TU/e @ GLOW, part 2: (Dis)appearance

Theme of the ninth edition of GLOW festival in Eindhoven (November 8-15) is ‘City in Motion’. In the same period, Strijp-S hosts GLOW NEXT, showing experimental and innovative light art, including several installations by TU/e. Today: (Dis)appearance, a light installation in the Area 51 skate bowl.

‘Create an installation for GLOW NEXT that says something about light.’ This broadly-worded instruction was assigned to students of the Light Force honor’s track. Among them are Heidi Sairanen (Built Environment), Mariëlle van Leuken, and Koen Damen (both Industrial Design), a trio that developed lighting installation (Dis)appearance.

Sairanen enjoyed the freedom that came with the assignment: “We were free to actually explore”. Students were guided somewhat, though, as they were appointed a location: Area51 at Strijp-S. More specifically, the large wooden skate bowl inside the Eindhoven skate park that was developedTU/e @ GLOW, part 2: (Dis)appearance as a result of a Built Environment workshop at TU/e back in 2001.

The bowl measures approximately 20 by 20 meters and is three meters deep. Both size and shape give rise to extra challenges - not just for stunting skaters, but for TU/e students who want to have a go at a GLOW light show as well. Sairanen: “We’re dealing with a three-dimensional surface. It’s easier to project a light show on a table or another two-dimensional surface, but this is definitely more interesting.”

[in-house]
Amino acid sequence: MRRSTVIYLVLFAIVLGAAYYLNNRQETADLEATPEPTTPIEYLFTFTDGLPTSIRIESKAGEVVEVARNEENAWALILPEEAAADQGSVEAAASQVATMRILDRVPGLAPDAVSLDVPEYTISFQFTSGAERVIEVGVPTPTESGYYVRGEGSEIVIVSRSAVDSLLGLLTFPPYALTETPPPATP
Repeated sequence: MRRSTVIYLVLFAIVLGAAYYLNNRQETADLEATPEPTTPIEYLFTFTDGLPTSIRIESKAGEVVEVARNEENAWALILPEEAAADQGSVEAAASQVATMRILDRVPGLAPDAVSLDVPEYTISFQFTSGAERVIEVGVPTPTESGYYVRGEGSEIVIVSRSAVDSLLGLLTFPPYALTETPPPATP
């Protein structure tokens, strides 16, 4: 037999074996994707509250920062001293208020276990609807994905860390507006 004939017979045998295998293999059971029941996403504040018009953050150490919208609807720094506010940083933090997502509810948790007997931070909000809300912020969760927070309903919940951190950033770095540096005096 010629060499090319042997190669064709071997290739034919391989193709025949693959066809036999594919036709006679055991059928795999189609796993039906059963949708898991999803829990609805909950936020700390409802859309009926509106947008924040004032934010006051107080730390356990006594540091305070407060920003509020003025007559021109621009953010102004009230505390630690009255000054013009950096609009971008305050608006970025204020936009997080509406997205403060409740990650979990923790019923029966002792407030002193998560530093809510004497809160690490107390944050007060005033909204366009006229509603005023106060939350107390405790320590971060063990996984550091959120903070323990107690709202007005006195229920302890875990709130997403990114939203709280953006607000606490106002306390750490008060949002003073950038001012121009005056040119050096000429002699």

Over the past months, the students have been busy experimenting with countless self-made Flash animations and several tests - initially using paper mache scale models, later at Area51. The stakes? The three students want to light the skate bowl in such a way it seems to be transforming, and so play with viewers’ perception of depth. The result is a three-minute sequence of animations that’s projected onto the wooden skate construction with three projectors.

No skaters will enter the bowl to show off their skills during GLOW. “We did consider it, but GLOW lasts an entire week, and we’d need a skater to do a routine every three minutes. It just seemed a bit too much.”

520,000 people visited GLOW last year. Click here for more information. 

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